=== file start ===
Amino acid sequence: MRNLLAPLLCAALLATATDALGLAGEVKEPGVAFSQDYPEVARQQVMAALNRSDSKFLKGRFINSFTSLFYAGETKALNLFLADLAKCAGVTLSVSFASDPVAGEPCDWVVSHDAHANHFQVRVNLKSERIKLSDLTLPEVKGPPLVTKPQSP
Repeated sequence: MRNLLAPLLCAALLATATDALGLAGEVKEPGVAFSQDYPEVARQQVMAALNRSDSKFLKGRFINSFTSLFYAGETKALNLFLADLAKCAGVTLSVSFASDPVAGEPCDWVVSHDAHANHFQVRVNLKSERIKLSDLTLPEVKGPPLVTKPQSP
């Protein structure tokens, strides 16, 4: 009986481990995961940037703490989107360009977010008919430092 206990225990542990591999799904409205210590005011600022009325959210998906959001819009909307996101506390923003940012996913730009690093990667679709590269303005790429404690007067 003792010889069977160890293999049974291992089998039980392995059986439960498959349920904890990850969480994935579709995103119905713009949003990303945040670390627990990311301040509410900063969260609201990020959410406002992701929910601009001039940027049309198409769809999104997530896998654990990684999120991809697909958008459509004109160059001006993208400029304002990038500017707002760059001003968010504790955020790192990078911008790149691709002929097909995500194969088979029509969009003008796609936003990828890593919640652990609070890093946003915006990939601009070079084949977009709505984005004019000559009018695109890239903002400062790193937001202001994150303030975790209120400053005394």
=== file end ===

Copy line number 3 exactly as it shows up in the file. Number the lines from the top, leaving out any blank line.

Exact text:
């Protein structure tokens, strides 16, 4: 009986481990995961940037703490989107360009977010008919430092 206990225990542990591999799904409205210590005011600022009325959210998906959001819009909307996101506390923003940012996913730009690093990667679709590269303005790429404690007067 003792010889069977160890293999049974291992089998039980392995059986439960498959349920904890990850969480994935579709995103119905713009949003990303945040670390627990990311301040509410900063969260609201990020959410406002992701929910601009001039940027049309198409769809999104997530896998654990990684999120991809697909958008459509004109160059001006993208400029304002990038500017707002760059001003968010504790955020790192990078911008790149691709002929097909995500194969088979029509969009003008796609936003990828890593919640652990609070890093946003915006990939601009070079084949977009709505984005004019000559009018695109890239903002400062790193937001202001994150303030975790209120400053005394």